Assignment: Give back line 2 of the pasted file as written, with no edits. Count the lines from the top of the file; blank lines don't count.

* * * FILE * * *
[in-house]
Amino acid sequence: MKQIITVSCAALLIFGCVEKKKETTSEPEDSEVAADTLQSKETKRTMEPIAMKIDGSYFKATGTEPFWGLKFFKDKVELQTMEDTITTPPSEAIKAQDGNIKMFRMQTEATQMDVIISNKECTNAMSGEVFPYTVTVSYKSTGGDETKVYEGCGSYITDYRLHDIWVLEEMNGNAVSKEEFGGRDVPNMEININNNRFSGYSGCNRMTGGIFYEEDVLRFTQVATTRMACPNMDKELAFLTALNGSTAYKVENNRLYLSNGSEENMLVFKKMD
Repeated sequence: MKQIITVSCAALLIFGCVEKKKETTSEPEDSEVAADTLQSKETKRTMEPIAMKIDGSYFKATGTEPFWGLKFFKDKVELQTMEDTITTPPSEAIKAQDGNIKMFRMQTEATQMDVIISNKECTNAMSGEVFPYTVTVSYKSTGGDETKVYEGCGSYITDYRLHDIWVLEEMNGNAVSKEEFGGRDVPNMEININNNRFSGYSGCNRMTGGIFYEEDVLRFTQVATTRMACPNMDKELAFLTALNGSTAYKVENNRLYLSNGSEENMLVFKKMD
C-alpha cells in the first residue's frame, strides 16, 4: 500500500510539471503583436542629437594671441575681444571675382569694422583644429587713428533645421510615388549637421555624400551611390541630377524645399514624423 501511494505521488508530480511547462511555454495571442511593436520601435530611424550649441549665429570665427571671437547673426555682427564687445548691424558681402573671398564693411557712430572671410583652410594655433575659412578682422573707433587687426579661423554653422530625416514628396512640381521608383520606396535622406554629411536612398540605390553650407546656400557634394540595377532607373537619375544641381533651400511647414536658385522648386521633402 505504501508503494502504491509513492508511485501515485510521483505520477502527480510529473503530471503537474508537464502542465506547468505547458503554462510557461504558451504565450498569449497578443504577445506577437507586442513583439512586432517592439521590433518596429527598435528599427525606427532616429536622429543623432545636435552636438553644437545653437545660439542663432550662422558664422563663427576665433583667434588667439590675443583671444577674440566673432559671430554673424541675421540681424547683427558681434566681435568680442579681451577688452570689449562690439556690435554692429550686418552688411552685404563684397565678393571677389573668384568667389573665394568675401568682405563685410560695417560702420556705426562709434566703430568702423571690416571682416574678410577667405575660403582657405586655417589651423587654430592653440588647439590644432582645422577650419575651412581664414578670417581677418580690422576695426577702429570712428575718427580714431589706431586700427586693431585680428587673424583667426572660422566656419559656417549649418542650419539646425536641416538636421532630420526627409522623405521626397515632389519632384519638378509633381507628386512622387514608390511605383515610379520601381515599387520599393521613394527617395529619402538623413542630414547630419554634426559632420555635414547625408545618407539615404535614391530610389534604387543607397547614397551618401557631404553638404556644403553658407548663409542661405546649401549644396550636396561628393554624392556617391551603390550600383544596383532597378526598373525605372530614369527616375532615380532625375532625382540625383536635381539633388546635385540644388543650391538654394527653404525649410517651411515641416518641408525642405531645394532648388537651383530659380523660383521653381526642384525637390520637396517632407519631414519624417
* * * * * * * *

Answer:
Amino acid sequence: MKQIITVSCAALLIFGCVEKKKETTSEPEDSEVAADTLQSKETKRTMEPIAMKIDGSYFKATGTEPFWGLKFFKDKVELQTMEDTITTPPSEAIKAQDGNIKMFRMQTEATQMDVIISNKECTNAMSGEVFPYTVTVSYKSTGGDETKVYEGCGSYITDYRLHDIWVLEEMNGNAVSKEEFGGRDVPNMEININNNRFSGYSGCNRMTGGIFYEEDVLRFTQVATTRMACPNMDKELAFLTALNGSTAYKVENNRLYLSNGSEENMLVFKKMD